More than 10.35 million men, women and children are in prison around the world, a large percentage for minor, non-violent offences. Around 3.3 million of these are awaiting trial, many spending longer on remand waiting for their case to be heard than they would ever receive as a prison sentence if and when they are convicted.
The number of people imprisoned under criminal law is increasing. Imprisonment has become the default response to socially unwanted behaviour, and thanks to popular ‘tough on crime’ policies, the number of offences attracting prison sentences has grown.
While for serious offences, prison may be the only suitable response, in some countries offenders are sent to prison for a wide array of minor offences, ranging from using abusive language to operating without a valid business licence and unlawful trespassing. Not only is this a disproportionate response to the nature of the crime committed, but such policies are contributing to serious prison overcrowding. Around 22 national prison systems hold more than double their official capacity; in a few the occupancy rate is 300% and higher. (World Prison Brief).
Too often, prisons act as ‘schools of crime’ where petty offenders learn from their fellow prisoners and leave prison more likely to re-offend. Being in prison also isolates people from their families and friends, loosening their ties to the community and leading to loss of jobs and homes, making re-offending more likely. Particularly where conditions are poor and overcrowded, prison can also have a damaging impact on both mental and physical health, again making successful reintegration into the community after release much harder.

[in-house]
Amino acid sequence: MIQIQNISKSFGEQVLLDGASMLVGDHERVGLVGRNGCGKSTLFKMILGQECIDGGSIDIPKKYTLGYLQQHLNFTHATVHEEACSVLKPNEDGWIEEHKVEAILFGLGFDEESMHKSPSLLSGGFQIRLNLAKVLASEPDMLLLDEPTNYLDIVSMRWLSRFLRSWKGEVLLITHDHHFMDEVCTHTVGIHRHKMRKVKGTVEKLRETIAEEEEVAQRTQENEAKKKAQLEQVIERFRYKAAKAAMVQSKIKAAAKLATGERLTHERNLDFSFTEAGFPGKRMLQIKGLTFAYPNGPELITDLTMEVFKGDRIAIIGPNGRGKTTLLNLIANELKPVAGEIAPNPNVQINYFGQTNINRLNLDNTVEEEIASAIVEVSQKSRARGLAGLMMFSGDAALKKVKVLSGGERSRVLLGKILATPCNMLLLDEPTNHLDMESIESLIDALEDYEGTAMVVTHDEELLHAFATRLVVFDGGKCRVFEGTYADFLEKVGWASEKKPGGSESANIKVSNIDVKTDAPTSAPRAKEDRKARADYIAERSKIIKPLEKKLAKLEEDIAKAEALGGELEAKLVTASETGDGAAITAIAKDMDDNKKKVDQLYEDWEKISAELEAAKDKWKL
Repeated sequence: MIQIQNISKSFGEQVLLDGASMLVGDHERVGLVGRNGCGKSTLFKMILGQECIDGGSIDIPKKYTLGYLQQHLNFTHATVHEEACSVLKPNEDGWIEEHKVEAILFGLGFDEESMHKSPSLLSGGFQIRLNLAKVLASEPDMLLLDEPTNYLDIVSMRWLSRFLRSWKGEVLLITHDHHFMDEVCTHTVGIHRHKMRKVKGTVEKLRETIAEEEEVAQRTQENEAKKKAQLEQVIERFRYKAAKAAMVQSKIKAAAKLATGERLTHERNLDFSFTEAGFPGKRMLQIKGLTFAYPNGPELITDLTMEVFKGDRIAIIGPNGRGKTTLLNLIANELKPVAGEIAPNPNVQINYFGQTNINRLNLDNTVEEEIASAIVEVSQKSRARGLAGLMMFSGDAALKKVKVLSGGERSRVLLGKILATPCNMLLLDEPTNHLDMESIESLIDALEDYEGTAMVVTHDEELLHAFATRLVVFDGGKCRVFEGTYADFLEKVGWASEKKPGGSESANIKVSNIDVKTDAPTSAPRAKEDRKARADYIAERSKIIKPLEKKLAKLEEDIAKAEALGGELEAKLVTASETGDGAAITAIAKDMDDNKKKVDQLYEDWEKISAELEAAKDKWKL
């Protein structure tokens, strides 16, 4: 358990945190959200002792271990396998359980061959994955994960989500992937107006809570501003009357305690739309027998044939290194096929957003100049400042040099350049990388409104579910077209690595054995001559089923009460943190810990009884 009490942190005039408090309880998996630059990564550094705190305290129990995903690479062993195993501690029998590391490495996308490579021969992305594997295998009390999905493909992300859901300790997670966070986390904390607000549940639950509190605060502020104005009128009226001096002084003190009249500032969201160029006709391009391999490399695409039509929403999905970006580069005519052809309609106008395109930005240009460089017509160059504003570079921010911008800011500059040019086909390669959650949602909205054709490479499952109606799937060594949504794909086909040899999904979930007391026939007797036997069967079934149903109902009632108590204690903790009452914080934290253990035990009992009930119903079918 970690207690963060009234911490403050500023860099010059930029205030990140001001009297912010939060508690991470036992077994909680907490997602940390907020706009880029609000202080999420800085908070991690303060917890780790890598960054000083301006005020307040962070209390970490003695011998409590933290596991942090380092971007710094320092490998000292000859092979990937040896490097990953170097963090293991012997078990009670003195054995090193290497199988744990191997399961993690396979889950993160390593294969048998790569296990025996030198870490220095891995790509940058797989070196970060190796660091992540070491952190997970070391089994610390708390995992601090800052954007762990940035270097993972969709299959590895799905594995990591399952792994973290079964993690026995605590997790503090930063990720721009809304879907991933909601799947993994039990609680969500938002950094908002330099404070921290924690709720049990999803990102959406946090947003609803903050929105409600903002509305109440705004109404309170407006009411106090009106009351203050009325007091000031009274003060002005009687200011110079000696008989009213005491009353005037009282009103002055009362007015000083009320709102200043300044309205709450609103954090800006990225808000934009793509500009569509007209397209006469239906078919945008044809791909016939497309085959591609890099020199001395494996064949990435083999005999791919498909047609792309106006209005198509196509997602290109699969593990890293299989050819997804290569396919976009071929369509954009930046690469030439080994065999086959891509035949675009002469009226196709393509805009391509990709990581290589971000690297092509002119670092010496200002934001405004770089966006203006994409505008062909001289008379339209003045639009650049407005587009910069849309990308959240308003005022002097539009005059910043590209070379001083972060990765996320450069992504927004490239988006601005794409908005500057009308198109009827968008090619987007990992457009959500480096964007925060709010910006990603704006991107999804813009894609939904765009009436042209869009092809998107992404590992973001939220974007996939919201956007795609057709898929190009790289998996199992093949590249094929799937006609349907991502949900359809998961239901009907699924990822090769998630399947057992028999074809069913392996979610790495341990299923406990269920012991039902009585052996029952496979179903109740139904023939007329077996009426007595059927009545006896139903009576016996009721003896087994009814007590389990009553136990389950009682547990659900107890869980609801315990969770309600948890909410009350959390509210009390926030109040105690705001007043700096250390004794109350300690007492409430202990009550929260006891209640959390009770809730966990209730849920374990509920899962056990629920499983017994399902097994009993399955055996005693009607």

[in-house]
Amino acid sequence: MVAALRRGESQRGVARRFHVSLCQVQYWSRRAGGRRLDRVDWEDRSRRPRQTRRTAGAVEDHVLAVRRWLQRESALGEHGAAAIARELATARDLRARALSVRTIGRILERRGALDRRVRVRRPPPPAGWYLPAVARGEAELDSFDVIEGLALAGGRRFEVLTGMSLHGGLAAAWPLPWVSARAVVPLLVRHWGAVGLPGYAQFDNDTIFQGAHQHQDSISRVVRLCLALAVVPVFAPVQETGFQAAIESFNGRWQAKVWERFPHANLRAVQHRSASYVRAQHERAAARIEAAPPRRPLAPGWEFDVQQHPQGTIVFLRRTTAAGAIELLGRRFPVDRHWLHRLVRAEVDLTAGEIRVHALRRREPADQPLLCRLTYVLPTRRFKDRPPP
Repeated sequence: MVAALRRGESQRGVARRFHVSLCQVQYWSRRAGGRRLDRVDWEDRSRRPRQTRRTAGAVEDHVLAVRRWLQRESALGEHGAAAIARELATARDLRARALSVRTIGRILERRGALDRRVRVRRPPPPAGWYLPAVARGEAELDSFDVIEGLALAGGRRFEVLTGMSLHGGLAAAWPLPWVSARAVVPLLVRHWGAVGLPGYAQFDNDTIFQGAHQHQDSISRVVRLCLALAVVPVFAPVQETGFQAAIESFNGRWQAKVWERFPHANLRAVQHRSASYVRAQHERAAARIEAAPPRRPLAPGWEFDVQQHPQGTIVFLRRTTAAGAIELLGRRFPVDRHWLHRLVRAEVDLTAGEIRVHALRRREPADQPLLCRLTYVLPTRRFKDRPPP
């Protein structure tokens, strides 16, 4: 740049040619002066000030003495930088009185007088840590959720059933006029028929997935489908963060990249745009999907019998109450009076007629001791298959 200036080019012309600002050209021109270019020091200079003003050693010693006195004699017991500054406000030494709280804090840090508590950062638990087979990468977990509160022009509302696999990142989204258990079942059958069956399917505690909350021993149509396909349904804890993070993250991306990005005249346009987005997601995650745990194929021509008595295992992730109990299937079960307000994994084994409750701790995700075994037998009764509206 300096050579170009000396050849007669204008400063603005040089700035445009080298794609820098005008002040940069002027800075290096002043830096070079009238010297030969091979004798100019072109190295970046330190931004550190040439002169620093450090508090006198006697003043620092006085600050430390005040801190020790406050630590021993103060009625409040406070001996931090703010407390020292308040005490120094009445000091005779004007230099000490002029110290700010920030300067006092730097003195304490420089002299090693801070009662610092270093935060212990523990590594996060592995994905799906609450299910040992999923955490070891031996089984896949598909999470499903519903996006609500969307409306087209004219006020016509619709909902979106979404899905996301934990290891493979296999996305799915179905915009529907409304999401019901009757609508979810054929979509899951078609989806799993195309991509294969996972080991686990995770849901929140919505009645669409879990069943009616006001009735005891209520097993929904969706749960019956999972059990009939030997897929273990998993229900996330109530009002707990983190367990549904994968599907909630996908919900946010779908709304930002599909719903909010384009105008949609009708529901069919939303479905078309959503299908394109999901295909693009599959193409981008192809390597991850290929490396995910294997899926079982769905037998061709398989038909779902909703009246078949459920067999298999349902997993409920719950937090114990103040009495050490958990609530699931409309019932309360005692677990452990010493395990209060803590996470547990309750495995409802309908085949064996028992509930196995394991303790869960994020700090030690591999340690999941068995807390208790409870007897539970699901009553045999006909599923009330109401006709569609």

For many, a prison sentence – with its often damaging influences and effects – is not the appropriate answer. There are a number of non-custodial alternatives to imprisonment. For the millions who go through pre-trial detention every year, options include bail, seizure of travel documents, periodic reporting to police or other authorities, electronic monitoring or curfews. Where defendants are found guilty, courts have a range of alternative measures to hand, including fines, community service orders or restorative justice programmes, which may be more proportionate to the offence committed, are more likely to result in the offender becoming a law abiding and responsible member of society, and are better suited to addressing the interests of the victim and community.